These studies support a switch model of active PRC-target genes (Model 1, Figure 5A), where PRCa genes are not simultaneously repressed by PRCs and expressed. At active PRCa genes, RNAPII-S5p exists in two independent states: (1) in association with PRC (in the absence of other RNAPII active marks) and (2) in the presence of S2p (and absence of PRCs). These data suggest that PRCa genes, which in population-based ChIP analyses appear to be expressed and bound by PRCs, are not simultaneously expressed and under PRC repression at the single-gene level. This may be due to allelic exclusion or ESC heterogeneity. Further studies will be necessary to understand the means by which pluripotency transcription factors influence fluctuations between epigenetic states at this important cohort of PRC targets.

Expression Levels of Active PRC Targets Are Regulated by PRCs

To investigate whether PRCa genes are functionally repressed by the presence of PRC, we repeated our meta-analyses of microarray expression data after conditional Ring1B knockout (Endoh et al., 2008) for this group of genes (Figure 6, Figure S6). We compared the changes in expression that occur at active PRC targets (PRCa) with the changes occurring in the well-characterized cohort of silent developmental PRC-target genes (identified here as the PRCr group).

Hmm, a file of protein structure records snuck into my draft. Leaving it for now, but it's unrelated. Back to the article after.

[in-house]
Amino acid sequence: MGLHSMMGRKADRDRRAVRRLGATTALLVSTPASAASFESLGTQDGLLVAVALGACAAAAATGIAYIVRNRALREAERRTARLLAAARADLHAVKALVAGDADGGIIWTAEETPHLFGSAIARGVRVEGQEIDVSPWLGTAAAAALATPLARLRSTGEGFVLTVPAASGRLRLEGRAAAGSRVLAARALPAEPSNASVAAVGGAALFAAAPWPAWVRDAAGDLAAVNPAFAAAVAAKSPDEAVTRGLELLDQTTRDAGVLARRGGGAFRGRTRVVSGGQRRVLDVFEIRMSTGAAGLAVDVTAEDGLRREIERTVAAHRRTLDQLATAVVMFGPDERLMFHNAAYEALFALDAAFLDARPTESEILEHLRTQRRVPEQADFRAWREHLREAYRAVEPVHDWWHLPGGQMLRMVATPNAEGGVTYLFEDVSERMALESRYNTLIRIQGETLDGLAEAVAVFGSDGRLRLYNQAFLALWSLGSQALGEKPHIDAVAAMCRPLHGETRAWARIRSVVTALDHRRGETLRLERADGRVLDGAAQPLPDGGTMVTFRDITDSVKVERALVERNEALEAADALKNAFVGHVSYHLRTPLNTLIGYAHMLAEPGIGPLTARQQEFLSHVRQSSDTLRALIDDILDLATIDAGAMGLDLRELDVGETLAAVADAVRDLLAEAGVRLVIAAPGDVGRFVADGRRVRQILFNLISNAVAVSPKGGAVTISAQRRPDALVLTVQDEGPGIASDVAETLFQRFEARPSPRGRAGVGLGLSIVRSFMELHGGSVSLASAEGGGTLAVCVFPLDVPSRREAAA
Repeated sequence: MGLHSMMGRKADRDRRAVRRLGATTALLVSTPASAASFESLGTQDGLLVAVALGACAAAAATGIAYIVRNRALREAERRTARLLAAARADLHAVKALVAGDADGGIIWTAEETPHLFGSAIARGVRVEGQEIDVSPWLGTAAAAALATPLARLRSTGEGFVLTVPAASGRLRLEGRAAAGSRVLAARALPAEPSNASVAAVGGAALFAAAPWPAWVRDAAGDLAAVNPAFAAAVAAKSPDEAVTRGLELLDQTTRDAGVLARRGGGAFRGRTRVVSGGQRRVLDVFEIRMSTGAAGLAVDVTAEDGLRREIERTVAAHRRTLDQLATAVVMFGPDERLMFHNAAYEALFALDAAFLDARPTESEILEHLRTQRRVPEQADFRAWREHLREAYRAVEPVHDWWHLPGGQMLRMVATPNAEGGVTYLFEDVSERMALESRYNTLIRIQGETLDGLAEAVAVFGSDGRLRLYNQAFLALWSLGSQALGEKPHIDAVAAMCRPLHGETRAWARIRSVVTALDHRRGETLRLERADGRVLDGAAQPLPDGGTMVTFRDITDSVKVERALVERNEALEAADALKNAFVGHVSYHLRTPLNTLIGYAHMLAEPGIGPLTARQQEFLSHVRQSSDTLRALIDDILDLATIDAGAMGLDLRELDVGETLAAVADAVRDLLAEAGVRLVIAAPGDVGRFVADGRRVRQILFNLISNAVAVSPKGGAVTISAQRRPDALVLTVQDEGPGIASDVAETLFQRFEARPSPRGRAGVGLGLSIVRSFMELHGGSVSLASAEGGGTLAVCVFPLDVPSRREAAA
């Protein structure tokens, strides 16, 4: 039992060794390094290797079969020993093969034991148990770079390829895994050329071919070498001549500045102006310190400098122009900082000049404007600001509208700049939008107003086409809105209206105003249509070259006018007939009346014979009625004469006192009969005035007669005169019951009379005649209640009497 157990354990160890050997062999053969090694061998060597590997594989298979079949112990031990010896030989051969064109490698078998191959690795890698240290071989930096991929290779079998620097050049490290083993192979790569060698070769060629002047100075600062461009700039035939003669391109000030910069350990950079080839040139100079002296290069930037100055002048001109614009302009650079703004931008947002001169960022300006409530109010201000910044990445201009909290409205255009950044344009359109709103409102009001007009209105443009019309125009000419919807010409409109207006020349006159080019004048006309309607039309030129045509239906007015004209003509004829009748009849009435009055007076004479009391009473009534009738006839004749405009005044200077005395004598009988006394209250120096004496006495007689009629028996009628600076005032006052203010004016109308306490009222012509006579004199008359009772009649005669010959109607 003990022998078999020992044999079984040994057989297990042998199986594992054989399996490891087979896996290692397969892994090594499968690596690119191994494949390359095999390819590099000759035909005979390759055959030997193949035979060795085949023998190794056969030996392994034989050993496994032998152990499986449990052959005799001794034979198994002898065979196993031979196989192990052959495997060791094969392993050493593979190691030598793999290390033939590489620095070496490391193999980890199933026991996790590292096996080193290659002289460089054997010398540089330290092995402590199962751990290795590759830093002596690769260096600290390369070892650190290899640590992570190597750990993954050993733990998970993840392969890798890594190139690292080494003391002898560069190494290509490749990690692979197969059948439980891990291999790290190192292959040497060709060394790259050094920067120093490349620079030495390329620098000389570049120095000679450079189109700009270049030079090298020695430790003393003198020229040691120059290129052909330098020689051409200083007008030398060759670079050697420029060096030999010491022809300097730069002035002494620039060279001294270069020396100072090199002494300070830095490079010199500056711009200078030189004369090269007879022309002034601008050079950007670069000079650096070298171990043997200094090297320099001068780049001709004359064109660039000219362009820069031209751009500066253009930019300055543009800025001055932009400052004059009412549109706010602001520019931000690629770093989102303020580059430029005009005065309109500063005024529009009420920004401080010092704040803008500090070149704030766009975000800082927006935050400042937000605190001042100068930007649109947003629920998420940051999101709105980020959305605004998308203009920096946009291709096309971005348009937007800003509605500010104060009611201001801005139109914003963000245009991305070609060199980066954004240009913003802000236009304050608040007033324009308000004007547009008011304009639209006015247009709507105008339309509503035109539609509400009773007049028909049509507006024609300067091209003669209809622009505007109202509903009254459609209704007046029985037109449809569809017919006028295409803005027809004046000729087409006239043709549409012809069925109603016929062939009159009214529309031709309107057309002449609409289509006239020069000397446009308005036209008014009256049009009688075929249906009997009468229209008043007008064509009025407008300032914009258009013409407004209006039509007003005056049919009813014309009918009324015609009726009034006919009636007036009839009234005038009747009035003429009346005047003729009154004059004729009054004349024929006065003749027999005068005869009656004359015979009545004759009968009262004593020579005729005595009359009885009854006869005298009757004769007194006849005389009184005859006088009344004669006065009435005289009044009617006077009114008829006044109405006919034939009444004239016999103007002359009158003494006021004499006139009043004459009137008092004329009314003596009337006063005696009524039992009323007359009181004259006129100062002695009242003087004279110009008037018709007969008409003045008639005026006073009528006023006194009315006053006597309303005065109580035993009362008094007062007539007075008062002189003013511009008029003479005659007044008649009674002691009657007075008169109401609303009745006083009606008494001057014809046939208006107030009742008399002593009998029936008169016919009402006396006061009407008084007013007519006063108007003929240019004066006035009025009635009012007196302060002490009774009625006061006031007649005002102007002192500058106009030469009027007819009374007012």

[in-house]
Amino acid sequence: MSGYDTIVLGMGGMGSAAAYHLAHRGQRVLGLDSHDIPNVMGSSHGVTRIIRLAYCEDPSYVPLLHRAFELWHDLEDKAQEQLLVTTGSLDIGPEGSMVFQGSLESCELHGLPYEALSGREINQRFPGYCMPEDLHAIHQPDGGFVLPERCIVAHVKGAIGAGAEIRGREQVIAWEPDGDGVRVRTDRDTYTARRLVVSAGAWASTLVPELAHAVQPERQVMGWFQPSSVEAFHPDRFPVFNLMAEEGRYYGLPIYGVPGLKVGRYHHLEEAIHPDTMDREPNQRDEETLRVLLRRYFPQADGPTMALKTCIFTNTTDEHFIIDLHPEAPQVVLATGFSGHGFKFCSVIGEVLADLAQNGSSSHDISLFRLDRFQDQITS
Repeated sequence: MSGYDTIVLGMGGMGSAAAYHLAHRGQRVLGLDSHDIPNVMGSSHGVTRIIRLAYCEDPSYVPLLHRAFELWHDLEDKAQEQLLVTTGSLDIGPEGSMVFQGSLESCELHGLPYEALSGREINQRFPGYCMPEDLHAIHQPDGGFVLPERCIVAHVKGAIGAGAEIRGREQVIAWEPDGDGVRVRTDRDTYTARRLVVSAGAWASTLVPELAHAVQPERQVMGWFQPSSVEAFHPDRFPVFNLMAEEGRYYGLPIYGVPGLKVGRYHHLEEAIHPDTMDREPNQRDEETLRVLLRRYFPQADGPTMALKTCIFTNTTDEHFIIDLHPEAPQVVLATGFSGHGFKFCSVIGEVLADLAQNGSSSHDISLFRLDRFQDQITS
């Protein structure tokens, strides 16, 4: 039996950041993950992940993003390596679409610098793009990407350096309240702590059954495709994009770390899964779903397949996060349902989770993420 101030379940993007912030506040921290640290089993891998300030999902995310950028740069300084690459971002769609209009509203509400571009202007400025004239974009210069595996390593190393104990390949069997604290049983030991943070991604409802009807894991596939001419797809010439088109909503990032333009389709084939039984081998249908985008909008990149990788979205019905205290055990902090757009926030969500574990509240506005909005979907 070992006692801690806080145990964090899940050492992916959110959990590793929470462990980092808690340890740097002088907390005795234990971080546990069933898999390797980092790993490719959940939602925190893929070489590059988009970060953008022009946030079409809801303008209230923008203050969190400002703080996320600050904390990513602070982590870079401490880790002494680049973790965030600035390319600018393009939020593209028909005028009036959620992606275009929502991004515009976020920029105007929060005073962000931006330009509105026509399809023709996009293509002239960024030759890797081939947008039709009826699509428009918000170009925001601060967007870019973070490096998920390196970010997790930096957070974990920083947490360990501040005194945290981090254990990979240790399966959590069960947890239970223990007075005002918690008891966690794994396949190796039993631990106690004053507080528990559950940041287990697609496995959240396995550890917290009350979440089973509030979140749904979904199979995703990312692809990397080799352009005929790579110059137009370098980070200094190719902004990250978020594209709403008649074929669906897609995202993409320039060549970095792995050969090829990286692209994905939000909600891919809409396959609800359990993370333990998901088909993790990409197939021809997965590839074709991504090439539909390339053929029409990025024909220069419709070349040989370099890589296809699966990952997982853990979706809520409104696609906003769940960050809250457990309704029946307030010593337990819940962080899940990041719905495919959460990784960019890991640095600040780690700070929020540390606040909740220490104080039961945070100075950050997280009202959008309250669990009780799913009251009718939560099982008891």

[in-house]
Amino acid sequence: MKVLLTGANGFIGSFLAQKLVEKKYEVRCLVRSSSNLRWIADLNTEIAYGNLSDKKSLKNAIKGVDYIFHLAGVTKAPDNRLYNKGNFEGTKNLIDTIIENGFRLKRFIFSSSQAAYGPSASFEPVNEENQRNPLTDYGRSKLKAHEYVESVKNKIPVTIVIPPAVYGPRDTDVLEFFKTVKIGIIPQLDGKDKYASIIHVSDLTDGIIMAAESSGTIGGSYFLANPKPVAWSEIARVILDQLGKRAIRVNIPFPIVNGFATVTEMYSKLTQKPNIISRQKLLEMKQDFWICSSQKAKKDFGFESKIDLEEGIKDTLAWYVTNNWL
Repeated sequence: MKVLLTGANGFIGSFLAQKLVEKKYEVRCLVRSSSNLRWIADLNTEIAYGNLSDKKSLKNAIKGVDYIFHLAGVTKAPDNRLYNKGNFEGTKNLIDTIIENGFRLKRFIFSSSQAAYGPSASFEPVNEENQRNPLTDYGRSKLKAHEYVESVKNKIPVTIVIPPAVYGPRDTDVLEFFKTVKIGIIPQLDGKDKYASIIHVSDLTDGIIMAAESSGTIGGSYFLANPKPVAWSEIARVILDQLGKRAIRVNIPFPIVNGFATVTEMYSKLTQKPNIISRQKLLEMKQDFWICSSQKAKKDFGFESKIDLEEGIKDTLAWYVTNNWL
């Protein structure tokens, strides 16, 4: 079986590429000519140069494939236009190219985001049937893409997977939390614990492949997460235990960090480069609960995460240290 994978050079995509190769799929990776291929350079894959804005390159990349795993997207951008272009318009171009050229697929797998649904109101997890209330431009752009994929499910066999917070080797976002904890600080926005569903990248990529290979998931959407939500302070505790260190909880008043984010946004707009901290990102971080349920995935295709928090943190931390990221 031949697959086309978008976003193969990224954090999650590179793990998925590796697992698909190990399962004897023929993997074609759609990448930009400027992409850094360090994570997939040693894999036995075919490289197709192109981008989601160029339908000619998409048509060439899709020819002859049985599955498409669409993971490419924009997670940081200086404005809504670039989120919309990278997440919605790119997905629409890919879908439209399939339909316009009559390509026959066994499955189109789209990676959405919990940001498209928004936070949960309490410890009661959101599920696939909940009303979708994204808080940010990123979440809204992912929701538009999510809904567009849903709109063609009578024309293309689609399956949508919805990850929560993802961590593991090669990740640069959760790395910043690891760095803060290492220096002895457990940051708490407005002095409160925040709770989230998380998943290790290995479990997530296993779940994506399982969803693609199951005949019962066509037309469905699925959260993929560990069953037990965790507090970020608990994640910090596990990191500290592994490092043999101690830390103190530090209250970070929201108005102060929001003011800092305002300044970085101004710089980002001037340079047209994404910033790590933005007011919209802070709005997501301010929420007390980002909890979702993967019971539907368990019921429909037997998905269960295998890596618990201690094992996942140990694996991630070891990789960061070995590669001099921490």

Figure 6
PRC1 Functionally Represses Active Developmental Genes and Metabolic Genes in ESCs

Functional PRC-mediated repression of active PRC targets was confirmed, as the same proportion (~30%) of PRCa and PRCr genes show substantial derepression after Ring1B knockout (p < 10−54, one-tailed Fisher's exact test; Figure 6A). The mean expression change at PRCa genes after Ring1B knockout is lower than at PRCr genes (p = 0.022, one-tailed Wilcoxon rank-sum test), likely due to the fact that PRCa genes are already expressed in ESCs.

Importantly, derepression of PRCa genes after conditional Ring1B knockout, together with the detection of PRC marks, adds further evidence to their classification as bona fide PRC targets. PRC1 repression of active PRC targets was further validated by qRT-PCR of single-gene transcripts over a Ring1B knockout time course (Figure 6B); these include important genes for ESC biology (Hmga2, Tbx3, and Hdac2), development (Fzd8 and Lefty2), and metabolism (Hk1 and Eno2). In support of our findings, three genes (Tbx3, Klf4, and Foxd3) here classified as PRCa were also recently described as PRC2 targets (Walker et al., 2010).